Traffic, John Barleycorn Must Die

This offering from the brilliant superstar trio, Traffic, features the legendary Steve Winwood who I still don’t think gets the kudos he deserves for being such an all-around maestro. Singer, songwriter, piano, guitar. You name it, he can do it as well as anyone (as you can see, I’m in awe of multi-talented artists like Steve and Prince). The mercurial, dynamic Jim Capaldi holds down the beats on drums, percussion, and backing vocals. And a too-short-lived shooting star named Chris Wood rounds things out on percussion, sax, flute, and organ.

Lots of people love and appreciate Traffic’s other founding member Dave Mason (as do I very much so); and the albums he spearheaded are certainly classics. Deep, cerebral, ahead-of-their-time classics. But this one is just a great soundtrack to any wine-related occasion (the point of this list, of course).

Plus, regarding the title, it’s named in honor of a popular centuries-olde English folk song about a gentleman (John Barleycorn) who personifies barley and the alcoholic beverage made from it. So, I guess this one really does channel all the elements of drinking wine.

Miles Davis, Sketches of Spain

Not many albums truly exude the true terroir of and transport you to someplace specifically magical. But this masterwork from the master of jazz himself, Mr. Davis, simply exudes Spain. You feel like you’re at a Basque cafe or strolling the hills in Andalusia where you can smell and taste the rugged earth and the warm breeze.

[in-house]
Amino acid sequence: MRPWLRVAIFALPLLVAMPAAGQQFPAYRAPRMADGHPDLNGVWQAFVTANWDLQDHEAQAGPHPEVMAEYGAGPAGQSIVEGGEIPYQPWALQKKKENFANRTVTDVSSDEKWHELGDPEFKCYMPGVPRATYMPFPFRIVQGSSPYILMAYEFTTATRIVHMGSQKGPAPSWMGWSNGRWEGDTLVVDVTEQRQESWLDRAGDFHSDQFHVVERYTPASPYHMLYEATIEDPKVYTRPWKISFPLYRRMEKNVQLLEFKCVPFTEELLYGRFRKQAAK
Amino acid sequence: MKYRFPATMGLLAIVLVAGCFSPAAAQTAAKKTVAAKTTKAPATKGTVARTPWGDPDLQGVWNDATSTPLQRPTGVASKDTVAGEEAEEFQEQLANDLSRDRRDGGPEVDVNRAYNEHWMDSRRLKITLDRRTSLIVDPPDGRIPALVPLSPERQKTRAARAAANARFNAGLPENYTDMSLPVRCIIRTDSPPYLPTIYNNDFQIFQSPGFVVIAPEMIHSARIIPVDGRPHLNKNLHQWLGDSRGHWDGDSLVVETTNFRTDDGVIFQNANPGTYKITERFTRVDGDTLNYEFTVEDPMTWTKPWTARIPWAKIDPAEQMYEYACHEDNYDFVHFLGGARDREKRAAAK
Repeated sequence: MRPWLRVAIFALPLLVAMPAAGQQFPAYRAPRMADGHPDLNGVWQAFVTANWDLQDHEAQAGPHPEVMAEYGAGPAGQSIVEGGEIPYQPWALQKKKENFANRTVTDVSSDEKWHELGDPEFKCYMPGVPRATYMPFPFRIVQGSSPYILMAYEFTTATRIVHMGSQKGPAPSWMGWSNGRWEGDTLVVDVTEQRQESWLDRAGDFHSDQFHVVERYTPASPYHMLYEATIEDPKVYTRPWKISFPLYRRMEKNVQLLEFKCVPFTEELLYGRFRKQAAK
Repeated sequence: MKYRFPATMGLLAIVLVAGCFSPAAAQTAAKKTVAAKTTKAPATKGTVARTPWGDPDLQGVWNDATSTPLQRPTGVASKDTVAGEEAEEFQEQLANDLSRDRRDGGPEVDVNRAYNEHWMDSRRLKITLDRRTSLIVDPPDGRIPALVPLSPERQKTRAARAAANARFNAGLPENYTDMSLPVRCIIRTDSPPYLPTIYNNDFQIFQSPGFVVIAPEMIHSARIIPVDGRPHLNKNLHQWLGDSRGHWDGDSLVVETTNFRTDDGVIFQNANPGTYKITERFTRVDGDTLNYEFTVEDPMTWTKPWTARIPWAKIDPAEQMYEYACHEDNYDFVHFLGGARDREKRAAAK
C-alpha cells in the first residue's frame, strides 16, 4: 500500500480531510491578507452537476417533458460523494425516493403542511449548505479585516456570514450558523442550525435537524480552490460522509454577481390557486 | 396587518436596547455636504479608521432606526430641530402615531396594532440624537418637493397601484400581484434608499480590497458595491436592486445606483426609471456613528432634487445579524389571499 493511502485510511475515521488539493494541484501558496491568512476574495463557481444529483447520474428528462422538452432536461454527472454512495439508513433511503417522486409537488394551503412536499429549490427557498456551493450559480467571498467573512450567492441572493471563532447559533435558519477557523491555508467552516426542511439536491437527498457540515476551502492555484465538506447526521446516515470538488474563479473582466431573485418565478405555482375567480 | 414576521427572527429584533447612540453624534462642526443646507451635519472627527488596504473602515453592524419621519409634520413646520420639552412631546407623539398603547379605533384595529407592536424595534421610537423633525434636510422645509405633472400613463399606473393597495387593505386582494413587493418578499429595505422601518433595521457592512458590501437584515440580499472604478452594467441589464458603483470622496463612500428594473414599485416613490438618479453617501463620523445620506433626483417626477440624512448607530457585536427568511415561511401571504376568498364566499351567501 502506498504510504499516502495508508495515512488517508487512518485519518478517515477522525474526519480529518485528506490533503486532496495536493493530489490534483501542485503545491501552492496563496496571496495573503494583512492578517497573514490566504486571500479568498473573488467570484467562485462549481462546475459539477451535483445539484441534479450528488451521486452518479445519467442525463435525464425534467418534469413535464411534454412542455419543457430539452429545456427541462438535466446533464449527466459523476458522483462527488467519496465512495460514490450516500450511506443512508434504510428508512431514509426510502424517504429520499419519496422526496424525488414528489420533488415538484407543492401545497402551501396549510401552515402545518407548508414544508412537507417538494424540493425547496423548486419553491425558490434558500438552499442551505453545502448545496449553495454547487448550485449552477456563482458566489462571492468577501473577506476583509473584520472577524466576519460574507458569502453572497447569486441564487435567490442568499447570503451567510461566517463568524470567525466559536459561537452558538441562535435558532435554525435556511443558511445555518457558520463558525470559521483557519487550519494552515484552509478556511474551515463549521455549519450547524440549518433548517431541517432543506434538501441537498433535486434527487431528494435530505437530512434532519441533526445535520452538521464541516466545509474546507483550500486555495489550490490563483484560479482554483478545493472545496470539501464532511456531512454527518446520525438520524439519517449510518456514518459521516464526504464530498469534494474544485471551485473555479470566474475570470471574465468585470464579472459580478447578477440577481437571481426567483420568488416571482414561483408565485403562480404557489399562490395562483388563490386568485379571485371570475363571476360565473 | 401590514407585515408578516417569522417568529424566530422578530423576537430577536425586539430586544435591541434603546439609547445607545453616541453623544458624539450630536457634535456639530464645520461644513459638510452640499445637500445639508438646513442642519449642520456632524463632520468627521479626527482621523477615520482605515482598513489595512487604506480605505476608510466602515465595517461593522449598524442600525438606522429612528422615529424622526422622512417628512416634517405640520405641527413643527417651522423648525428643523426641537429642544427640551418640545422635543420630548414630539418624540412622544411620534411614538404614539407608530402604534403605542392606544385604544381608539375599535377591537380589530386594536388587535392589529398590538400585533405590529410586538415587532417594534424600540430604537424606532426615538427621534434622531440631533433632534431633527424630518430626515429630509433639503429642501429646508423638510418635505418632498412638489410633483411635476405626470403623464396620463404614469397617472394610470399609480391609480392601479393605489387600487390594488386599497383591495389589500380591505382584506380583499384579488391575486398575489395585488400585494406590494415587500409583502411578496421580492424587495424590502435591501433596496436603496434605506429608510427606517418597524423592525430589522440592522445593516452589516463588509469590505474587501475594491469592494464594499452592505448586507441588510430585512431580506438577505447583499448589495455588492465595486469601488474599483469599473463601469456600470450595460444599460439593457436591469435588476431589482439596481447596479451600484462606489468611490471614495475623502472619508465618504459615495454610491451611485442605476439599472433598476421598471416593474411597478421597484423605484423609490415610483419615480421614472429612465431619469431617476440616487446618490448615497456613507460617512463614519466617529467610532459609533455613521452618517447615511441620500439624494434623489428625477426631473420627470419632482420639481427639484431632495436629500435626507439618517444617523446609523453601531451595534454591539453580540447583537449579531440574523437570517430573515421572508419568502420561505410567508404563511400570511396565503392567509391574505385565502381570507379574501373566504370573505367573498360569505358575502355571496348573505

Amazingly, the story is that his wife took him to a flamenco concert in New York and Mr. Davis was so enamored that he bought every flamenco record he could find, then simply went into the studio (with legendary musician/composer Gil Evans, no less) and put together this ode to the Old World. And, wow, did he nail it. It’s classic flamenco orchestral music transposed through Davis’ signature bop style, as only he could do it.

It’s moody. It’s uplifting. It’s subtle. And it’s as bold as a bullfight. You can obviously drink anything with this classic but it certainly pairs especially well with a lovely Garnacha or sherry from the country it pays such rich homage to.

Talking Heads, Stop Making Sense

Performance art meets rock ’n roll. The cerebral musical doctor of early punk-art-rock David Byrne. This guy just got it. He understood fully that life is theater and music is art and you can be serious while having fun and make big, grand points about life while being subtle and charming. If you haven’t had the pleasure of seeing the masterful art documentary film from which this album derives, grab a lovely bottle of rose and hold onto your seat (the rose is because you’ll need something cool and thirst-quenching yet lively and palate-pleasing for the sweat you’ll work up dancing).

The music is such that you can put it on in the background and let the infectious grooves and Byrne’s hypnotic guitar riffs buoy your festivities… or you can make it the centerpiece of your soiree and have a singalong because you probably know many of these unique, radio-friendly tunes.

Either way, it’s an eclectic, anytime masterpiece.